Saturday, March 02, 2019

Insurers Worry a Financial Crisis May Come From Climate Risks

By William Wilkes
February 22, 2019, 8:33 AM EST

Insurers are increasingly worried that rising temperatures will lead to a slump in property values that could spark broader financial turmoil.

Those were the conclusions a group run out of the University of Cambridge including some of the world’s biggest insurers. In a report published Friday, ClimateWise said that an increasing catastrophes linked to climate change could triple losses on property investments over the next 30 years.

The warning adds to concerns raised by Munich Re AG last month, which said a string of floods, fires and violent storms had doubled the normal amount of insurable losses. Munich Re has said global climate-related losses may have topped a record $140 billion last year.

“A failure to take account of these risks could be damaging both for individual investors and lenders, but also for the financial system and economy as a whole,” according to the 74-page report, which was written on the behalf of ClimateWise members including Allianz SE, XL Group, Aviva Plc and Lloyds Bank Plc.


While scientists are cautious to link any single weather event to global warming, they’ve built consensus around the probability that more powerful floods, fires, droughts and storms will occur with higher frequency as the Earth gets hotter.

“Massive wildfires appear to be occurring more frequently as a result of climate change,” to Munich Re board member Torsten Jeworrek said. He adding investors should look again at whether they’ve properly accounted for rising damages from weather catastrophes.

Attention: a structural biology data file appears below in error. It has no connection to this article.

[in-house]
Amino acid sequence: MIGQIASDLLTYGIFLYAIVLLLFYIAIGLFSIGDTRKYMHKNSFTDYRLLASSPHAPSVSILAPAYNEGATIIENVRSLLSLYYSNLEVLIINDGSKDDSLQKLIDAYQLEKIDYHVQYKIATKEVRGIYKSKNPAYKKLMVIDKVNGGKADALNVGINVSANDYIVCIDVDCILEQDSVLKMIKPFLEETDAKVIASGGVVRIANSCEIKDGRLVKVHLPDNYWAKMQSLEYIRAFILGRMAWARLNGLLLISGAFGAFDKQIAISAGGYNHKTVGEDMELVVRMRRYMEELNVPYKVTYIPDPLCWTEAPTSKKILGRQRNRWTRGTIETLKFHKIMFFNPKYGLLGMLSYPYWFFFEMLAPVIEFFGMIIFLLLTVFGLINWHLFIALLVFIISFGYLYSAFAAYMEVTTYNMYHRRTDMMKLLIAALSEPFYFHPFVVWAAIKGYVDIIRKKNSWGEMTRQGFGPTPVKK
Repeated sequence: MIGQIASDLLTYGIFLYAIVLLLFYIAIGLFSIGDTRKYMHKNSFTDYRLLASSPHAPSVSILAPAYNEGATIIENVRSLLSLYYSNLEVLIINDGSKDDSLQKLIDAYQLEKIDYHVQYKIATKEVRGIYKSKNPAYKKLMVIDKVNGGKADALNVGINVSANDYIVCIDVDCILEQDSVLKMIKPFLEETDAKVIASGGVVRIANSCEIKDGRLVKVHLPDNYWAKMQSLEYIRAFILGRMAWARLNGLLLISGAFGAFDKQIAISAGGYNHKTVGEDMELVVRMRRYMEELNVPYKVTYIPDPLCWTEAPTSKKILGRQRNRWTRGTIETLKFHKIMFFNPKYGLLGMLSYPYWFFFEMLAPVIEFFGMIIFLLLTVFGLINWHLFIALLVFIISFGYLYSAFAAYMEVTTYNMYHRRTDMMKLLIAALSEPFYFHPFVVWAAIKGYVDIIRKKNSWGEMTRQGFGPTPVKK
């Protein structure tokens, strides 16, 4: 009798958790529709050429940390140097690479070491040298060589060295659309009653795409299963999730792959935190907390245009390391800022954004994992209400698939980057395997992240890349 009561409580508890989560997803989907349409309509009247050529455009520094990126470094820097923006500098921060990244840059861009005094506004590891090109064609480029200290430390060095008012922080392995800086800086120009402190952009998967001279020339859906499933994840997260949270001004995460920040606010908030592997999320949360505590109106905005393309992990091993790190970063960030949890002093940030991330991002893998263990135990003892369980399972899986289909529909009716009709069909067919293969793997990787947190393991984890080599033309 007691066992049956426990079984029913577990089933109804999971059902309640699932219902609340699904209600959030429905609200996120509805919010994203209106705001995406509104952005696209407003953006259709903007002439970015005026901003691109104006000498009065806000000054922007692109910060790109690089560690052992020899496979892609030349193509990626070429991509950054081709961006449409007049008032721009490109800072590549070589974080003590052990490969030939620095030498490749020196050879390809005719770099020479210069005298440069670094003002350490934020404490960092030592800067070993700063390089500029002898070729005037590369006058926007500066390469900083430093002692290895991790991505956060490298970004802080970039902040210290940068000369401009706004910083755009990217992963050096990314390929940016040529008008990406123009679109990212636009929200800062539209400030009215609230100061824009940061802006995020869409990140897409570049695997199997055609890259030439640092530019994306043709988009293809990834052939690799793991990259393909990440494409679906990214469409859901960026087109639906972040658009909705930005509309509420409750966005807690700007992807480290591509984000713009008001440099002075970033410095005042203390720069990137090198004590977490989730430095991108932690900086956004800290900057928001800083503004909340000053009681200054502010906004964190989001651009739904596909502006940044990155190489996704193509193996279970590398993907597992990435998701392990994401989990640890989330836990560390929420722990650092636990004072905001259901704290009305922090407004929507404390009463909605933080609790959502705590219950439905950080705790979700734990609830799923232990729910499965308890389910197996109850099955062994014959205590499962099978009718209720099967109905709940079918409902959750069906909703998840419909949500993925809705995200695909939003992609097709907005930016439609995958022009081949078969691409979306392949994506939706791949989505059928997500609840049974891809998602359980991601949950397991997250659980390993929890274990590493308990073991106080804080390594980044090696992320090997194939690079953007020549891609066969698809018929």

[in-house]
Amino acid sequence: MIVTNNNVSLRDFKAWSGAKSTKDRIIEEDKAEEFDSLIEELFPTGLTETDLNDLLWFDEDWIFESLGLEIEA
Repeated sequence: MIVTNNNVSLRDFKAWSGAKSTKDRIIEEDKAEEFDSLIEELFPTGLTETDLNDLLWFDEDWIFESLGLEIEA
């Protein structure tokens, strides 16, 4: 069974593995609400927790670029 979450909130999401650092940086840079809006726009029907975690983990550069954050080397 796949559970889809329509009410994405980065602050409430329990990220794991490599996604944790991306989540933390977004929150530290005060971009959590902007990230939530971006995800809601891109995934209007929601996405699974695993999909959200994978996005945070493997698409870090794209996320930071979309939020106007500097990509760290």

The German insurer reported $160 billion of losses from natural catastrophes last year, some $20 billion above inflation-adjusted averages in the previous three decades.


The predictions come amid signs that global warming is causing noticeable dents in some of the world’s largest and most sophisticated economies.

A protracted drought in Germany that made crucial waterways impassable to ships shaved around 2 percentage points off growth in Europe’s largest economy in the fourth quarter of 2018. Wildfires in California caused the first major corporate casualty of climate change, with utility PG&E collapsing due to a $30 billion liability from two years of fires.

Extreme weather events are the most threatening global risks this year, the World Economic Forum said in a report published January.

The U.S Defense Department last month warned climate change could compromise U.S. security, with rising seas increasing flood risk to military bases and drought-fueled wildfires endangering those inland. In December, the Bank of England said it would force banks to make better preparations for climate change after finding only a few had done so.


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